Marat Gabidullin speaks out about the dark inner workings of the military company
In 2015, Marat Gabidullin, a Russian airborne forces veteran and former bodyguard, joined the Wagner Group. The private military company (PMC), infamous for their ruthless military tactics and elite soldiers, is funded by oligarch Yevgeny Prigozhin. It first emerged in the Donbas region of Ukraine, stirring up separatist action after the Maidan Revolution of 2014.
Then it spread across the world, propping up military regimes in Africa and the Middle East. Marat was sent to fight in Syria alongside the Russian army supporting President Bashar al-Assad and soon rose to command one of Wagner’s five units there. After being seriously injured on the battlefield, Marat returned to Moscow where he worked for Prigozhin personally as a strategist and assistant.
With the war in Ukraine, the Wagner Group began to adapt. It now recruits from high-security prisons, offering commuted life sentences to murderers and rapists in exchange for enlisting. After Marat witnessed what he calls a ‘lack of honour’ at the highest levels of the group, he absconded to Europe and spoke out, the first and only member of the group to do so. The silence of former fighters comes as no surprise. Just this week, a video emerged of a Russian Wagner soldier being sledgehammered to death for desertion. Wagner PMC wears its brutality on its sleeve, the motto of the group is chilling: ‘Death is our business – and business is good.’
Marat himself is the picture of a mercenary. He is an imposing figure, unflinching, with a manner of remorseless efficiency. On his hand is a heavy gold ring in the shape of a skull, a token from his days as a Wagner soldier. He joined me from Paris, where he has claimed asylum, to talk about the war in Ukraine and the future of Russia.
He tells me that torture and extrajudicial killings (like the mass graves found in the town of Bucha) are committed by new recruits, not trained soldiers. Rather than laying these atrocities at the feet of the army, he blames individuals’ “sick psyche, a torn psyche”. War wreaks havoc on the minds of young men, he says, “untrained minds would not be able to withstand it”. These green recruits are being used as cannon fodder by Russia. Marat says that no senior official would waste their best in Ukraine “because the fighting is very active and literally devours human resources. Prigozhin will take advantage of every opportunity and option presented to him in order to replenish the ranks.”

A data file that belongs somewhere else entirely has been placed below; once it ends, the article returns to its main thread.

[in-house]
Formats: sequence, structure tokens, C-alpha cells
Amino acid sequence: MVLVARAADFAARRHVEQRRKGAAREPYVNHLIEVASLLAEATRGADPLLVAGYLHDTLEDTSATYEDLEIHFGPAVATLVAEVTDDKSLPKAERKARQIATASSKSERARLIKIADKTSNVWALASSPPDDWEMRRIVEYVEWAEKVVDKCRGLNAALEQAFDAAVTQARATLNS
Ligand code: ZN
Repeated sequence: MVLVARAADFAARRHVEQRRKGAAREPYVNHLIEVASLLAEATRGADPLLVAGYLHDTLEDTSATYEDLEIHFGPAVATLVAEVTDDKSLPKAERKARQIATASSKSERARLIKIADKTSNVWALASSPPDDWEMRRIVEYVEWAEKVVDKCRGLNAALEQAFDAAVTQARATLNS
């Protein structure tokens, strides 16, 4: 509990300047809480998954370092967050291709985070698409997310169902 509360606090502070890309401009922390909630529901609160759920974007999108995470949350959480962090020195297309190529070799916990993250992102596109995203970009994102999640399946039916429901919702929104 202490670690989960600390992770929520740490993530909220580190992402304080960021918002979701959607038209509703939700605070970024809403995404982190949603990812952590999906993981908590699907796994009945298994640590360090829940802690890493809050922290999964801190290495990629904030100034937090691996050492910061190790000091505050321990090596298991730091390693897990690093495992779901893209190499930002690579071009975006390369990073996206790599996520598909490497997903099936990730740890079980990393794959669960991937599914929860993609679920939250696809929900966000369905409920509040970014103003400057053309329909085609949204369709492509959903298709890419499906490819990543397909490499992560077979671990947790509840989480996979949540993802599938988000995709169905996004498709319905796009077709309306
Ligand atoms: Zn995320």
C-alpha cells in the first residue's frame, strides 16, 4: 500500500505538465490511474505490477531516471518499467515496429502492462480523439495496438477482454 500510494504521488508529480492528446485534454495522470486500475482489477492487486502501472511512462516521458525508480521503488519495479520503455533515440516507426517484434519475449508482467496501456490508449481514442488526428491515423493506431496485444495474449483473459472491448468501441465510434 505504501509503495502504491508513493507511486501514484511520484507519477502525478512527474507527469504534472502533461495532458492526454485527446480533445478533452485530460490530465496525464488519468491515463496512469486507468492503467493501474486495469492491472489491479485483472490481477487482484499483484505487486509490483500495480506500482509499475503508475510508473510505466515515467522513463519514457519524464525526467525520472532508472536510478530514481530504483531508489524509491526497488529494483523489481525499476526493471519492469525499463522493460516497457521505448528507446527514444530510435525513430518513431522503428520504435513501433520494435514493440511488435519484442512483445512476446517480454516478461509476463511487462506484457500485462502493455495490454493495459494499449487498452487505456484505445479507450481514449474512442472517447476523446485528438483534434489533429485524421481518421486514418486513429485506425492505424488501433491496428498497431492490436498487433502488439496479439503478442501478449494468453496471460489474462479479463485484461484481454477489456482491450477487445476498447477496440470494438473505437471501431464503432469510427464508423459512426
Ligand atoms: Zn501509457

During his days working in Prighozin’s office, Marat was privy to an internal document that laid out the manifesto of the Wagner Group. He says it revealed cult-like, Neo-Nazi philosophy, full of paranoia about an invisible ‘enemy’ and the threat of the West to the soul of Russia. He believes that the ethos is based around Rodnovery, a pagan ideology native to Slavic countries like Poland and Ukraine.
Prighozin’s own aspirations are less philosophical, more power-hungry. He aspires to be the ‘King of the Donbas’, and these ambitions have led him to exaggerate his power over the Wagner Group. From the inside, Marat says, it is clear that the Russian government and Vladimir Putin ultimately control the group — all claims of its independence are simply to maintain his deniability. Wagner functions “at the expense of state resources,” he says, “it is obvious that it has never been a private military company… the intermediary was always the Ministry of Defence.”
Prighozin’s hubris (or “rudeness” as Marat bluntly refers to it) will not be tolerated in the long term. He predicts that ‘Putin’s chef’ will either be assassinated by FSB or forcibly sidelined once the war ends. And the end might come sooner than expected. Marat hears from former colleagues on the frontline that Russian morale is very poor and their defences are getting weaker by the day. I am speaking to him in the aftermath of Russia’s retreat from Kherson, but he maintains that the Wagner Group, at least, will keep fighting to the bloody end: “They channel their despair into aggression, bitterness, and even more striving to move forward.”
Marat was working in Prighozin’s office in 2016 during the American election and Russiagate scandal. I asked him what he saw there. Prighozin did attempt to influence the US election in 2016, he says, and will try to influence 2024, but more for the sake of internal propaganda than political gain. Election interference is really about PR, to create an “exaggerated propaganda campaign aimed primarily at persuading the Russian population that we are so cool that we can even influence elections in the USA.” Prighozin’s troll farms, he asserts, won’t move the needle: “There will be an attempt, but it will not produce any useful results.”